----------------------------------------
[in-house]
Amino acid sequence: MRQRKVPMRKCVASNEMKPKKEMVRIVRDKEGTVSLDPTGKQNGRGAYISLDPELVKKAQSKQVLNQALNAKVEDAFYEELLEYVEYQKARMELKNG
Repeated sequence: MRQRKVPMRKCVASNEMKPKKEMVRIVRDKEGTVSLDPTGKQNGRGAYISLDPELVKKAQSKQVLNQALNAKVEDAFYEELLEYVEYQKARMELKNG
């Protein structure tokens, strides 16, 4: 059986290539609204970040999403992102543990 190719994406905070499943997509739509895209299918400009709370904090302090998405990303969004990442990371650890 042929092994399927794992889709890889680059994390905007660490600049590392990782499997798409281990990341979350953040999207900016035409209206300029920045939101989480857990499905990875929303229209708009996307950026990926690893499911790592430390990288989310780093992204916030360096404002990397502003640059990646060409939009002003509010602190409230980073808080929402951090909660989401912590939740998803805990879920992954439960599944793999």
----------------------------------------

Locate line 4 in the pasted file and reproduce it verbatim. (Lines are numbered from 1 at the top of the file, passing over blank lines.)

């Protein structure tokens, strides 16, 4: 059986290539609204970040999403992102543990 190719994406905070499943997509739509895209299918400009709370904090302090998405990303969004990442990371650890 042929092994399927794992889709890889680059994390905007660490600049590392990782499997798409281990990341979350953040999207900016035409209206300029920045939101989480857990499905990875929303229209708009996307950026990926690893499911790592430390990288989310780093992204916030360096404002990397502003640059990646060409939009002003509010602190409230980073808080929402951090909660989401912590939740998803805990879920992954439960599944793999």